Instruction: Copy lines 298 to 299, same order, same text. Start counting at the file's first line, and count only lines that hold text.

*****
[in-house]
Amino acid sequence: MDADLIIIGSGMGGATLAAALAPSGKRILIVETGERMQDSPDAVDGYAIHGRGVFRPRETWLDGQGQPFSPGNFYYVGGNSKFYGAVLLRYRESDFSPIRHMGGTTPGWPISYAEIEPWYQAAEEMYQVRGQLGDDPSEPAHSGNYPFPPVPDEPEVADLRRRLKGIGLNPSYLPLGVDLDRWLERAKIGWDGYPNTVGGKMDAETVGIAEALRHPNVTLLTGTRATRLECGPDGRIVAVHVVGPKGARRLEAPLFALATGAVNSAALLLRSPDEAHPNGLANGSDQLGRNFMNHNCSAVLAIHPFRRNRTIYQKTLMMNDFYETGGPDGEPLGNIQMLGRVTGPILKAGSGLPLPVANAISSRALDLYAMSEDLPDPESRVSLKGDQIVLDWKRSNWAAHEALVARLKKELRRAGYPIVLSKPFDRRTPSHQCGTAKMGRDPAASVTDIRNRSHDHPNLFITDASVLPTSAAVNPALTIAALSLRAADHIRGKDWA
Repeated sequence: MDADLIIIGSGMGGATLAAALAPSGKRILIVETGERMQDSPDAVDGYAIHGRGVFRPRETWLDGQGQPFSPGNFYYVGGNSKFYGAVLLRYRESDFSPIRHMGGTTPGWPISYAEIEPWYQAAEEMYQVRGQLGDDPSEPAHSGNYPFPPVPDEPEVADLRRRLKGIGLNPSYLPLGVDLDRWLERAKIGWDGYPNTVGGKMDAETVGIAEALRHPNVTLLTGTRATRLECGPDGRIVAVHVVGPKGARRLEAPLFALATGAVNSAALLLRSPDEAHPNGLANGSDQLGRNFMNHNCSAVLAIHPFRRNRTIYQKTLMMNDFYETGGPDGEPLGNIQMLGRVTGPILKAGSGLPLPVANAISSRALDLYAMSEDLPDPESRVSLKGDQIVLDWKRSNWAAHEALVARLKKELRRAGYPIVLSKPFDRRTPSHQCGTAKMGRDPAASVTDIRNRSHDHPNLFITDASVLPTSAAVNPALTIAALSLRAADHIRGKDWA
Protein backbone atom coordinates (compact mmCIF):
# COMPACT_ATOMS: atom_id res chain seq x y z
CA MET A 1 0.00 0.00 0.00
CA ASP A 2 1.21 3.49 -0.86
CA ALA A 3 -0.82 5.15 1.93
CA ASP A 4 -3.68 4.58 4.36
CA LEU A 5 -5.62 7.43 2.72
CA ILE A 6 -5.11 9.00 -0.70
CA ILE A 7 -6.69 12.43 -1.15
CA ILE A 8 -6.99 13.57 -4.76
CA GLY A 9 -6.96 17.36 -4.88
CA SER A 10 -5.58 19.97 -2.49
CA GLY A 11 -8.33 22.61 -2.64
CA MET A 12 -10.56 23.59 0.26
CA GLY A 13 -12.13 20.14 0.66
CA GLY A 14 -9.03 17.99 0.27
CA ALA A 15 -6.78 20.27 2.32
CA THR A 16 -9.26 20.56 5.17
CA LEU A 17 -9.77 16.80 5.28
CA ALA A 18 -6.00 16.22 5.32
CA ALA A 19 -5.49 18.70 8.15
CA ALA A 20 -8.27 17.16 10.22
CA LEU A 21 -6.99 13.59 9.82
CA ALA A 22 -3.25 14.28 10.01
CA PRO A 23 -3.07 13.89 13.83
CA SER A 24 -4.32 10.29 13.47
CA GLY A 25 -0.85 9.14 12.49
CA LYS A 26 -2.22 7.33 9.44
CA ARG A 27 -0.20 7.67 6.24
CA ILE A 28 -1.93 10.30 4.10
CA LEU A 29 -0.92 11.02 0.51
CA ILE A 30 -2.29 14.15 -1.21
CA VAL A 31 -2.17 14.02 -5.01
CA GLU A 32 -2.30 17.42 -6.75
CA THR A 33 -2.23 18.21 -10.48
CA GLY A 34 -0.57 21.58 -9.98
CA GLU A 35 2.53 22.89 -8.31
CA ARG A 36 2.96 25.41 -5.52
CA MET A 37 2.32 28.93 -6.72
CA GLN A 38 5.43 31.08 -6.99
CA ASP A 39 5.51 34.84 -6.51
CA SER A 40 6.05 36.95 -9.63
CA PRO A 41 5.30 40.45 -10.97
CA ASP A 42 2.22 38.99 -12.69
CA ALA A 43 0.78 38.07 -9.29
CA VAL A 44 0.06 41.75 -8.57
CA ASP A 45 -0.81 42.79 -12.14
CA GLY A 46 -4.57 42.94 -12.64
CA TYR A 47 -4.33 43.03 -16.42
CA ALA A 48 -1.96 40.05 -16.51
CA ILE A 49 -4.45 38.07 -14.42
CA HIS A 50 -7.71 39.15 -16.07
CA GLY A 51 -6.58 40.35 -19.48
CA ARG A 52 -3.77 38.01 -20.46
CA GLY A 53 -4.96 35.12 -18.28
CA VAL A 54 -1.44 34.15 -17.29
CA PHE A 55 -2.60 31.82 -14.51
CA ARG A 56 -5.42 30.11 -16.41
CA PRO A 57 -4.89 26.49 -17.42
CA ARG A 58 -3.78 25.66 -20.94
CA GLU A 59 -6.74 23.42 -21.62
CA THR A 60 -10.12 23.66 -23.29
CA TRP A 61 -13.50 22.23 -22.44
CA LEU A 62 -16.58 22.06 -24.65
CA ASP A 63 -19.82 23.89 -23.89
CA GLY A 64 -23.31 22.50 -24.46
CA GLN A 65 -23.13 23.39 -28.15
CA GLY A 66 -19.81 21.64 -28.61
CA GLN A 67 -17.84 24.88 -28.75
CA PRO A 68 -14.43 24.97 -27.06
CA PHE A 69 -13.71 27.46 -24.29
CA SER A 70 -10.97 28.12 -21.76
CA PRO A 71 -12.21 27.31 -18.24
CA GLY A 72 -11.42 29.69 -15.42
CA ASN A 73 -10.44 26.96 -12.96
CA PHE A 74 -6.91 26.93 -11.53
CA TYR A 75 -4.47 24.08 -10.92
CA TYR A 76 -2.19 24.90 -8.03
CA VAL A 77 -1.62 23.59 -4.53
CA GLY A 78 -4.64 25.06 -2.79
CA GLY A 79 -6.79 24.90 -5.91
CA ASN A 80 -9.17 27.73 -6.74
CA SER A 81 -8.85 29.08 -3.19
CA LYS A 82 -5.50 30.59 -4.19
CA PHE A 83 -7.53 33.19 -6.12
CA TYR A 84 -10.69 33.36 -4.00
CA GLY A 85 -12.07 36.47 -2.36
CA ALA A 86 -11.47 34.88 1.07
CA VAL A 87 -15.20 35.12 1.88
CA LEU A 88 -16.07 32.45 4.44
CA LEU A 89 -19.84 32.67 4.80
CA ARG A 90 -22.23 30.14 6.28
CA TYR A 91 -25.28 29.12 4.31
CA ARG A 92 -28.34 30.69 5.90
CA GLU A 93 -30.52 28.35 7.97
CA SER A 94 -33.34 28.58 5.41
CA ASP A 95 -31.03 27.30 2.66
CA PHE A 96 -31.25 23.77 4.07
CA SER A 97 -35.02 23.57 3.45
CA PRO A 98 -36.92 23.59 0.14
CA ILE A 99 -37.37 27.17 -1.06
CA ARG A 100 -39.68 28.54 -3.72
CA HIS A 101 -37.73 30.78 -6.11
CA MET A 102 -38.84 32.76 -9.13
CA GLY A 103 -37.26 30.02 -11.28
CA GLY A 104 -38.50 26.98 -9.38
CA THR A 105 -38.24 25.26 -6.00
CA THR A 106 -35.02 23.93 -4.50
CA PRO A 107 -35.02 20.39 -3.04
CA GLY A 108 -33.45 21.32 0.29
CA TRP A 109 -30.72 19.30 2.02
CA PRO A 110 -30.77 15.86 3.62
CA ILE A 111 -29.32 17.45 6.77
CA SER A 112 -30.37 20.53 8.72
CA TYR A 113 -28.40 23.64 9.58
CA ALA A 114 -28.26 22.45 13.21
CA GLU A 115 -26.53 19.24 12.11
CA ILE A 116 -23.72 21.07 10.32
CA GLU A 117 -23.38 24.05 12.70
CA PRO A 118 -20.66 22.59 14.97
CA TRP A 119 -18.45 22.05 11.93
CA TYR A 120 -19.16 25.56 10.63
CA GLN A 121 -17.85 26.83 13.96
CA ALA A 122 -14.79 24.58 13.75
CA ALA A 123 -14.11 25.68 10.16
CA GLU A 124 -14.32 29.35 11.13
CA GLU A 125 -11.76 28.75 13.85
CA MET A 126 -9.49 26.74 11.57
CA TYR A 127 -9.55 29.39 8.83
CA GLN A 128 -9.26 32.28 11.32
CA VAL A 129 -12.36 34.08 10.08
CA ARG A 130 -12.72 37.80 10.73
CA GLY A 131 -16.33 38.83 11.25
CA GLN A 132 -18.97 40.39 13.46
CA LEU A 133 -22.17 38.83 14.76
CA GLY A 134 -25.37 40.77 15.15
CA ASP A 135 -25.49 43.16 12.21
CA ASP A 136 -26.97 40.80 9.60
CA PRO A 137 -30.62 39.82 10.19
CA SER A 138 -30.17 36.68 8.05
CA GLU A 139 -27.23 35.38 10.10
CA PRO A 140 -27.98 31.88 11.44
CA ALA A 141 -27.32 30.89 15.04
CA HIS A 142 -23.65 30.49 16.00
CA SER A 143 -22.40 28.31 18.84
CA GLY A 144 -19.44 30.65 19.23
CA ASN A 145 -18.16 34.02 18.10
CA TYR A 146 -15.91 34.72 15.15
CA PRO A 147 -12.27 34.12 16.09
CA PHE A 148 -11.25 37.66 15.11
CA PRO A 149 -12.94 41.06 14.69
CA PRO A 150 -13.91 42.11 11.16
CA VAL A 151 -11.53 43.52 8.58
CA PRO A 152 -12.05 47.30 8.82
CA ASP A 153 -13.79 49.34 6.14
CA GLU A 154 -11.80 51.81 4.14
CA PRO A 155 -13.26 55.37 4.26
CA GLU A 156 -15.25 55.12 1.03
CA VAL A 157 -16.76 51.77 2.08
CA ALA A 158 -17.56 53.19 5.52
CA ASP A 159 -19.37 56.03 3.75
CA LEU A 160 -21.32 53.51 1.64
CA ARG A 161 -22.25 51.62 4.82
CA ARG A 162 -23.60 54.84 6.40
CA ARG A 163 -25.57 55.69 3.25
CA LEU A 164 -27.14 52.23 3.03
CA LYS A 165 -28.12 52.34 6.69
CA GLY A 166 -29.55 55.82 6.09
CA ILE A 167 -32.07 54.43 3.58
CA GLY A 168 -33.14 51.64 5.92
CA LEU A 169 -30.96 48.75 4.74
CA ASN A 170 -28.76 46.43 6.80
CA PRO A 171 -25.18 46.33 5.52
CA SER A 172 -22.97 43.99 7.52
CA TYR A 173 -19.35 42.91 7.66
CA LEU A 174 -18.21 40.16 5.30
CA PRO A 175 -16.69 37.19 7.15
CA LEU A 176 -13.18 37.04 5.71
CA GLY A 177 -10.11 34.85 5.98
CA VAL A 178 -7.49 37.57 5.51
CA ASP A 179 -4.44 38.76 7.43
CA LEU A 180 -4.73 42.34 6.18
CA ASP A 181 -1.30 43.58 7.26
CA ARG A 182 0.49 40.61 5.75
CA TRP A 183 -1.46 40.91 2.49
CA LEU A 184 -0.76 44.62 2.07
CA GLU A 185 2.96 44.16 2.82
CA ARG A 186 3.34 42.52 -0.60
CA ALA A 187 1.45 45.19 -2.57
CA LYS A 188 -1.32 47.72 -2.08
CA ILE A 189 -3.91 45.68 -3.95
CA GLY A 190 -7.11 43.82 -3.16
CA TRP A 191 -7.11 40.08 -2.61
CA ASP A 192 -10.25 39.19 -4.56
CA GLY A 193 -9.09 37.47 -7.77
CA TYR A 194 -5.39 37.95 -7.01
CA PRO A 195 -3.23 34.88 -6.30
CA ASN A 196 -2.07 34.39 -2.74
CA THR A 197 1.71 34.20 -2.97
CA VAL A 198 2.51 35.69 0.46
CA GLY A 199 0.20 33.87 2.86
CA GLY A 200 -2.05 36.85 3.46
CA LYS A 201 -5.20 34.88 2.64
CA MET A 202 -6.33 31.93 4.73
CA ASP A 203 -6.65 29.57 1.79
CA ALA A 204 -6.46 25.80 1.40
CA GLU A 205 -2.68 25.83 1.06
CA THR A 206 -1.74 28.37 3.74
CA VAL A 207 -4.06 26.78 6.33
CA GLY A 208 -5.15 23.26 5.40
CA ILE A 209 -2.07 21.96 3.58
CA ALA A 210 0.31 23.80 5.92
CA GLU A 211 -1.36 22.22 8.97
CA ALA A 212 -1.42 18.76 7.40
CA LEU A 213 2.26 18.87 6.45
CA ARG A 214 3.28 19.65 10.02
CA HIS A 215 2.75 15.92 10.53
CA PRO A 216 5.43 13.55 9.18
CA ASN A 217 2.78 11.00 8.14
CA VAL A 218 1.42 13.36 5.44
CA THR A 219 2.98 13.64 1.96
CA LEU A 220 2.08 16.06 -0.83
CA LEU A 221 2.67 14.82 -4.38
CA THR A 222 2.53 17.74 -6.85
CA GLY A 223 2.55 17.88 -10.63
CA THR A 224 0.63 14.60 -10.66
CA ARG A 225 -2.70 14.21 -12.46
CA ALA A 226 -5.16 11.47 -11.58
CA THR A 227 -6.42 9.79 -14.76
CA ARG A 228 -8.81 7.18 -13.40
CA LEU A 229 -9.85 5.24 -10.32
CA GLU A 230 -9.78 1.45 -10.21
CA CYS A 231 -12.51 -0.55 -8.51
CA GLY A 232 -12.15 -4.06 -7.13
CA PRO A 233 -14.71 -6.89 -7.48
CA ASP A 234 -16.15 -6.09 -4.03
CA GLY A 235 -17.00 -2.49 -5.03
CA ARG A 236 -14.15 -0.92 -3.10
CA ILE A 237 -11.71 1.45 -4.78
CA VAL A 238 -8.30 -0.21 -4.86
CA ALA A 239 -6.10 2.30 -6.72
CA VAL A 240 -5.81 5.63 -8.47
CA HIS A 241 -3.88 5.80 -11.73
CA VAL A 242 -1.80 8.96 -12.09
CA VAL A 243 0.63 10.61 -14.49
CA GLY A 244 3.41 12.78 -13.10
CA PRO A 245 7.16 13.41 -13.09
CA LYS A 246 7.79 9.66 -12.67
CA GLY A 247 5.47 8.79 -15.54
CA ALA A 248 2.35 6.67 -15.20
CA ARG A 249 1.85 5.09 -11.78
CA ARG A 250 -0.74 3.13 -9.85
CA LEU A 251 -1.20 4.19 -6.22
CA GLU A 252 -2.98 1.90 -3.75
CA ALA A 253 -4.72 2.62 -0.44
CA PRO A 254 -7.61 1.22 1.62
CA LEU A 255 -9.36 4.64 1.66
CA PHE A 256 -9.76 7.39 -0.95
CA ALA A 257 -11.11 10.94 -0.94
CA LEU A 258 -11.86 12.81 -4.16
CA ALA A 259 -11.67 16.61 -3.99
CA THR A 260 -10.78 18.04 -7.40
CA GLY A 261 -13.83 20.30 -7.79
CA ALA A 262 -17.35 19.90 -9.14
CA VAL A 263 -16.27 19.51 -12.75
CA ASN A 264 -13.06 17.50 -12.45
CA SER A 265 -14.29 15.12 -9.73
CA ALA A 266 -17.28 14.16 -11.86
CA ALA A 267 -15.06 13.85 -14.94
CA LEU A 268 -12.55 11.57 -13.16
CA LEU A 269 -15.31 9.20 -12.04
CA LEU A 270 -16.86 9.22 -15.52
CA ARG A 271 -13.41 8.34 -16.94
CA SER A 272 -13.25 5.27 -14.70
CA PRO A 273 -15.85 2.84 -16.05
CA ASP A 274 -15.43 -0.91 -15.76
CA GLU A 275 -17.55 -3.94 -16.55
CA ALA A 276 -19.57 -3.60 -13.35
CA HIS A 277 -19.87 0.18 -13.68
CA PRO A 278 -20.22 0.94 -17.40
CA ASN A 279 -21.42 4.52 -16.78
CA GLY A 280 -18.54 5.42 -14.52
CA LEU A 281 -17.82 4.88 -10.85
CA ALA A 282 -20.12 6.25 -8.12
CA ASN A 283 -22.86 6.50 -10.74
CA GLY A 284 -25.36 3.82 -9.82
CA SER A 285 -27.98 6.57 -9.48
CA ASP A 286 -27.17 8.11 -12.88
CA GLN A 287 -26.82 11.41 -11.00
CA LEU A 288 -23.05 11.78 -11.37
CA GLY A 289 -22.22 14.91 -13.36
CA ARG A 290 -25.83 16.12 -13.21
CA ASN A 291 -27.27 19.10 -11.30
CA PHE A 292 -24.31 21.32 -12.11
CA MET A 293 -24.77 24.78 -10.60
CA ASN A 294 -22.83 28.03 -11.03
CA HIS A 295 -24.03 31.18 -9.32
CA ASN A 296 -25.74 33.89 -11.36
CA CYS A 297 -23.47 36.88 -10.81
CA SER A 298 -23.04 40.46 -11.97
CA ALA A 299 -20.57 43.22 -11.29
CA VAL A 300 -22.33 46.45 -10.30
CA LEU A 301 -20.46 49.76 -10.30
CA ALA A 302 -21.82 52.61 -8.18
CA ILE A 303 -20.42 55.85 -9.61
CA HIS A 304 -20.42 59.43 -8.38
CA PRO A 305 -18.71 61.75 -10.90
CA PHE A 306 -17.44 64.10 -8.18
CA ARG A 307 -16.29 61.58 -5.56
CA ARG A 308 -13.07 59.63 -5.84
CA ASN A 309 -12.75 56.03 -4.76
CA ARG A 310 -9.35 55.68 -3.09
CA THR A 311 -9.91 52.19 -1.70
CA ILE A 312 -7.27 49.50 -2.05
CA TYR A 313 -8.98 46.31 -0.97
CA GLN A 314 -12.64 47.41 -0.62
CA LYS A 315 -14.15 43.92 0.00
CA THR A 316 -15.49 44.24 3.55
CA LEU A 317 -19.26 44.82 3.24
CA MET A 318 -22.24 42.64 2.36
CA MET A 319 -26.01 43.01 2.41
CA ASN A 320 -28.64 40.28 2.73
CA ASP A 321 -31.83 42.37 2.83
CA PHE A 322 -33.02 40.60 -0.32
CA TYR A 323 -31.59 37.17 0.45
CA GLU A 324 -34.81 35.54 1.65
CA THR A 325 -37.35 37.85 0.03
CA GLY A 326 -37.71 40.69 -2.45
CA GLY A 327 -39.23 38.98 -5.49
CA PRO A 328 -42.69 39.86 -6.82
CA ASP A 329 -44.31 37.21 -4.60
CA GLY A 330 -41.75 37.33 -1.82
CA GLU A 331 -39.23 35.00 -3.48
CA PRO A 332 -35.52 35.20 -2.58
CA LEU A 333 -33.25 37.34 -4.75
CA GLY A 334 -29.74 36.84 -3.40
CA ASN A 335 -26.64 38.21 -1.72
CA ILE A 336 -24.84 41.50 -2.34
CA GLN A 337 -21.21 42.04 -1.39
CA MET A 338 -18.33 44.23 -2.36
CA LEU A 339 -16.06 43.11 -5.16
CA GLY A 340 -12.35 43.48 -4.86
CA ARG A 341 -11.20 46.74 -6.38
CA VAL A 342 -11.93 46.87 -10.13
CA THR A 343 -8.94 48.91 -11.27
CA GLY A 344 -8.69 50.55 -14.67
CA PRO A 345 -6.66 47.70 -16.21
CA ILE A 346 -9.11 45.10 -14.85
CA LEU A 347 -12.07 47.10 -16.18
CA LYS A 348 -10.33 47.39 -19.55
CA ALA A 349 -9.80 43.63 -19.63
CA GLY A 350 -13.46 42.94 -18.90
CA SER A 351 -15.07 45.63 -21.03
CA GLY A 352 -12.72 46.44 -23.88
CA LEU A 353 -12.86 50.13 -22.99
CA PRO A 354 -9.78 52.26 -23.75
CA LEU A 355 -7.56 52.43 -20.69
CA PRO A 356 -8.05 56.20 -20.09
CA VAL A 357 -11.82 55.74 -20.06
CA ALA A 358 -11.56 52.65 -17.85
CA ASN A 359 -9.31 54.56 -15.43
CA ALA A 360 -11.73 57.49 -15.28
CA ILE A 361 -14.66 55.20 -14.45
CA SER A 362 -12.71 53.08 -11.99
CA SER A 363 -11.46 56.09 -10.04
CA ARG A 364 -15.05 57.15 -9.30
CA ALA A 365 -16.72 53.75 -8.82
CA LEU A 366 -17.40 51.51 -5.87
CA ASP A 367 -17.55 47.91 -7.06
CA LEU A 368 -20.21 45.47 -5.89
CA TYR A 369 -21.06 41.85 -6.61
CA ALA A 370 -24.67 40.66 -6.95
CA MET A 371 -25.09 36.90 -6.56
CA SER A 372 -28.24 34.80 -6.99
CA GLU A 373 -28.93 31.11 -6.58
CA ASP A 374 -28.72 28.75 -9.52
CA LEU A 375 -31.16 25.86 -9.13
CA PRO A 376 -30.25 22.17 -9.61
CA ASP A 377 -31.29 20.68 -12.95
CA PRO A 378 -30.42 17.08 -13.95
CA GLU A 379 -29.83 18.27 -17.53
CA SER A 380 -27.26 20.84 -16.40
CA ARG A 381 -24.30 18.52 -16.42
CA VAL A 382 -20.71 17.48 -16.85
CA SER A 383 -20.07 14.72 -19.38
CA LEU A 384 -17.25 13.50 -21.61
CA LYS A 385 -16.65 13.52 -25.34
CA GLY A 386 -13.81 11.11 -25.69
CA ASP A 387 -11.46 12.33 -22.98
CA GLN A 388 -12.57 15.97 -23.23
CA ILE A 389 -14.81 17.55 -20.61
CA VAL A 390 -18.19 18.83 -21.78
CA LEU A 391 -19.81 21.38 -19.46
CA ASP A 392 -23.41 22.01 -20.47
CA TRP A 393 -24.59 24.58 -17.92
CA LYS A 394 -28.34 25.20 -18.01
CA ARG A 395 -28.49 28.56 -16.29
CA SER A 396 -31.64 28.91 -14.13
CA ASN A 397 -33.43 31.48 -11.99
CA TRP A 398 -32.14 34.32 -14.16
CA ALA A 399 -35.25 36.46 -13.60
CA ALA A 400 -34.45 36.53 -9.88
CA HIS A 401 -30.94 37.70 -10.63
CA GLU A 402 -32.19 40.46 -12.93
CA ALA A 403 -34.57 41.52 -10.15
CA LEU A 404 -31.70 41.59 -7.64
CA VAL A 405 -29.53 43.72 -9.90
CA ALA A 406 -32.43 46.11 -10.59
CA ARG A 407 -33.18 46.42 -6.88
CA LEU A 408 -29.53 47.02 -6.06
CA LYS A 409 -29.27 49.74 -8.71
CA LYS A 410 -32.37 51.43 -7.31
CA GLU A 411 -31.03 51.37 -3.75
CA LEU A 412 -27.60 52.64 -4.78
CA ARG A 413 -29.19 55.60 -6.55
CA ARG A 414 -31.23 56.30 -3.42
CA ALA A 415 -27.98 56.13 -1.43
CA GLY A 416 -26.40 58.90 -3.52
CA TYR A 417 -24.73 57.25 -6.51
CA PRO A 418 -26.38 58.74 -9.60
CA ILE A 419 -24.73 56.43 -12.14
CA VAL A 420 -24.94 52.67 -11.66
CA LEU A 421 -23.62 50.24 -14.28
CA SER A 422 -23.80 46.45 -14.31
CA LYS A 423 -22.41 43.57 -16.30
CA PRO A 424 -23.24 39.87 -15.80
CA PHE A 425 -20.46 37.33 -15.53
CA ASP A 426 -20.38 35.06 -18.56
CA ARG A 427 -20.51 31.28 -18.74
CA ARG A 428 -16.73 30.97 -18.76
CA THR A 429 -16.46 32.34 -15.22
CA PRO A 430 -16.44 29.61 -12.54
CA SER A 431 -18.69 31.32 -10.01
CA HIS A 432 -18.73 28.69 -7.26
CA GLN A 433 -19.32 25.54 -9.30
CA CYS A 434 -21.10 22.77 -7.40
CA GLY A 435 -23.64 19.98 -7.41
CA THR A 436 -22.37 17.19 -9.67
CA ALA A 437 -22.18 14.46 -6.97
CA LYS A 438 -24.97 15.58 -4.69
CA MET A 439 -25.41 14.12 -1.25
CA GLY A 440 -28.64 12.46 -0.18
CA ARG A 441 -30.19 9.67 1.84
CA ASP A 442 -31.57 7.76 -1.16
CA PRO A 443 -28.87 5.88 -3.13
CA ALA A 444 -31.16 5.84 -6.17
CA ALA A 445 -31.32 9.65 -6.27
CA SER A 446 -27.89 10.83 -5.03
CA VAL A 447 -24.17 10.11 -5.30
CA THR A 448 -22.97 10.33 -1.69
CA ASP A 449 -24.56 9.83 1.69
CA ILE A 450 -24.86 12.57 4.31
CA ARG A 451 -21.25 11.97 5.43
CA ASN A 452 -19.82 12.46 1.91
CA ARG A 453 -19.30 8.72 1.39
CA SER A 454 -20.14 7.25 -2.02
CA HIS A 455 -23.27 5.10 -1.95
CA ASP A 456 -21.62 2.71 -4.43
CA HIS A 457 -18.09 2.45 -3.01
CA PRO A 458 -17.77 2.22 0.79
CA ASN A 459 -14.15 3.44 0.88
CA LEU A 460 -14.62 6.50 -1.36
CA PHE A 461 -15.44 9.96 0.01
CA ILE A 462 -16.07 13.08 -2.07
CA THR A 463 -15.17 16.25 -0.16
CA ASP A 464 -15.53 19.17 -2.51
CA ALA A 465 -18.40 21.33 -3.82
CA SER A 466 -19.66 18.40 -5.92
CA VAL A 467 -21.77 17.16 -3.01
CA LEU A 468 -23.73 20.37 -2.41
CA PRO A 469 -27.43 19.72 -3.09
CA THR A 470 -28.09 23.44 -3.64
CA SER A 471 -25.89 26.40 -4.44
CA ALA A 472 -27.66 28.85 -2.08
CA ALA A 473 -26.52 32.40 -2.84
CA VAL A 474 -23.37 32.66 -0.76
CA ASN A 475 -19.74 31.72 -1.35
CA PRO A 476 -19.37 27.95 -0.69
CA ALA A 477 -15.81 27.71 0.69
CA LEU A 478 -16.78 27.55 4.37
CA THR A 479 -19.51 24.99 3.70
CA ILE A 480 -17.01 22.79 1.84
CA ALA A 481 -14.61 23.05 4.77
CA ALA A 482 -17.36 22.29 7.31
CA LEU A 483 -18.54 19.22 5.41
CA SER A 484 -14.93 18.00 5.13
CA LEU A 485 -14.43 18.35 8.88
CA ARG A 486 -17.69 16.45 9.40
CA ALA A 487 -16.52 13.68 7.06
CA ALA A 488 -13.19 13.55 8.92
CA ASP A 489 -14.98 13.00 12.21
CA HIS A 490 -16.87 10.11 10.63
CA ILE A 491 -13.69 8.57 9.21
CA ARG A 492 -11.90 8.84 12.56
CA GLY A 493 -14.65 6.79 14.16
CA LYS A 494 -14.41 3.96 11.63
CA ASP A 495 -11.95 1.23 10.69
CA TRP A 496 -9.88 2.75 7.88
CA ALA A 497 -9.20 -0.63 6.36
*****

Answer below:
CA MET A 293 -24.77 24.78 -10.60
CA ASN A 294 -22.83 28.03 -11.03